The cheapest place to drink in Hong Kong: Club 7 (Eleven)

Club 7-11
Club 7-11

No face control or dress code here!

It’s nine o’clock on a Saturday.

In Lan Kwai Fong, Hong Kong Island’s hottest nightlife spot. Restaurants have been hopping for a while and the bars are just beginning to buzz as primped and polished fun-seekers from around the globe meander down neon-lit streets, looking for a good time. Befitting Hong Kong, the overwhelming theme is sleek, modern and trendy, if not a bit clichéd—like every other “trendy” bar street you’ve ever seen. Attractive waitresses tout to passerbys over pounding music, and finding a few takers isn’t hard.

But despite the plethora of flashy nightlife venues in LKF, at this time of night one of the most popular places to get your drink on boasts nothing fancier than industrial fluorescent lighting and coolers full of cold beer. Its name conjures visions of Slurpees, but the hot sellers tonight are alcopops and San Miguel. We are going to get pissed in front of a 7-Eleven, better known in these parts as Club 7 (Eleven).

You know you’re somewhere special when the only affordable place to drink is al fresco, in the street.

At a bar in Hong Kong, a small beer can cost anywhere between HK$40 and HK$80 (US$5-$10), while cocktails and glasses of wine start around HK$70 and can easily soar above HK$110 (US$9-$14 and more). These prices may not be so different from London and New York, but for heavy-drinking budget backpackers like ourselves, they were enough to make our wallets weep.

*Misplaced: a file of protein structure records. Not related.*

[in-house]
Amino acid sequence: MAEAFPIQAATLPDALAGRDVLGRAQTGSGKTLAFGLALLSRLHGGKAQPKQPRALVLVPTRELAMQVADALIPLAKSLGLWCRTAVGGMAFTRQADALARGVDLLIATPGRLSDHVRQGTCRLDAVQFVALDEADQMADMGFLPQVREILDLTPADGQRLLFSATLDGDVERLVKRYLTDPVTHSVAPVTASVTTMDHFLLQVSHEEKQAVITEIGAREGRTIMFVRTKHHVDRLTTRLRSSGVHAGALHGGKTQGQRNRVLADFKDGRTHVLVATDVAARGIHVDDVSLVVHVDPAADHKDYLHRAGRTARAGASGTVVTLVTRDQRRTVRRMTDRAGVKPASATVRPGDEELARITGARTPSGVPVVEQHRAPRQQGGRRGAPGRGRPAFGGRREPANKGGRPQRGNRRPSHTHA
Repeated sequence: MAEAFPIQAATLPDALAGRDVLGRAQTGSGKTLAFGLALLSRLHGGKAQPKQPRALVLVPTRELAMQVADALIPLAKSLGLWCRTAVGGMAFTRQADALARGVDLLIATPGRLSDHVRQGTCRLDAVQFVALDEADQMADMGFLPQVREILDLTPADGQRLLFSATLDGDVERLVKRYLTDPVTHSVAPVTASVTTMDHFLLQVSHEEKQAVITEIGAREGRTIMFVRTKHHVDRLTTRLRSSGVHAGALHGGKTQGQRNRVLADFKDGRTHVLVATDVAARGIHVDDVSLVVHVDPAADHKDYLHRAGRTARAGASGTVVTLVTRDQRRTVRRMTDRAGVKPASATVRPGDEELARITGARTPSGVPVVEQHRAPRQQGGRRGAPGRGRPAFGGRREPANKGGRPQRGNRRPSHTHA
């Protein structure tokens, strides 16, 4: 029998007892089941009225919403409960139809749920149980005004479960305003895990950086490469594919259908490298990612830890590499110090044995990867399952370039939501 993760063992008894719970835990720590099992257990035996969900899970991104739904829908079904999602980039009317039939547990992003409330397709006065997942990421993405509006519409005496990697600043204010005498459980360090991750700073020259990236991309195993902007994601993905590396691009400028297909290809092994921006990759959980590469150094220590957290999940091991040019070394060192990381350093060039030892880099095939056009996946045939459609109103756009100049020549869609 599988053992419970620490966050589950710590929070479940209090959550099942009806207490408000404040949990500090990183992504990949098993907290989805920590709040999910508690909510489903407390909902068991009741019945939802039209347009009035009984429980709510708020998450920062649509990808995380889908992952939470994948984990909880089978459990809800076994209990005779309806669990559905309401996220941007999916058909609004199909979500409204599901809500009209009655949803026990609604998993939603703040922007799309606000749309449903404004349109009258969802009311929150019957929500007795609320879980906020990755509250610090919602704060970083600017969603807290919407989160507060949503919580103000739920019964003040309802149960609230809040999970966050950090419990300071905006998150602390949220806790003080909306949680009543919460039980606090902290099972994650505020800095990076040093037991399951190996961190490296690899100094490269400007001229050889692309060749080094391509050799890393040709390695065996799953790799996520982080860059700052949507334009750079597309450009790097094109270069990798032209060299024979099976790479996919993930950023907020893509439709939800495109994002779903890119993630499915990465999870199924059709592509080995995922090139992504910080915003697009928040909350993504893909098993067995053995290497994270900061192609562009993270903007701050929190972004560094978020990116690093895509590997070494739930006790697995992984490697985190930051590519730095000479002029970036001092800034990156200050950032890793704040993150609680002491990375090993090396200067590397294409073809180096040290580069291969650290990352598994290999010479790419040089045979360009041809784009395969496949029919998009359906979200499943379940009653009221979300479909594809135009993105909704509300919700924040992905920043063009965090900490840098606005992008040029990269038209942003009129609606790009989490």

Thankfully, we’re not alone. Club 7-Eleven is the pre-drinking spot of choice for most fun-loving Hong Kong locals, many of whom can’t afford to—or would just rather not—splurge four figures on a night out.

We arrived early, but after just a short while crowded around our orange rubbish bin (a makeshift table), we met loads of travellers and locals who were getting into the weekend swing with HK$10 (US$1.30) cans of beer and HK$15 (US$1.90) mini bottles of wine. The demographics jumped all over the charts, from young ESL teachers on visa runs to old Indian tourists, and from pretty fashionistas to chefs at a Michelin-starred French brasserie.

The beauty of Hong Kong’s street drinking culture is that it can carry on anywhere—even right up to the doorstep of those posh bars, where we could mingle with the suckers who were paying five times more for their watery drinks. With the freedom of an open container, we could saunter around LKF and enjoy the thumping house or corny 90’s music at whatever venue we chose (though the waitresses got a little hostile when we tried to bring them in!!).

Despite (or perhaps because of) the economical prices of drinks, the next morning we still woke up with mostly empty wallets, and raging hangovers to boot. This is still far preferable to having either no hangover or an empty bank account, which would have been real possibilities had we not stuck with Club 7 (Eleven).


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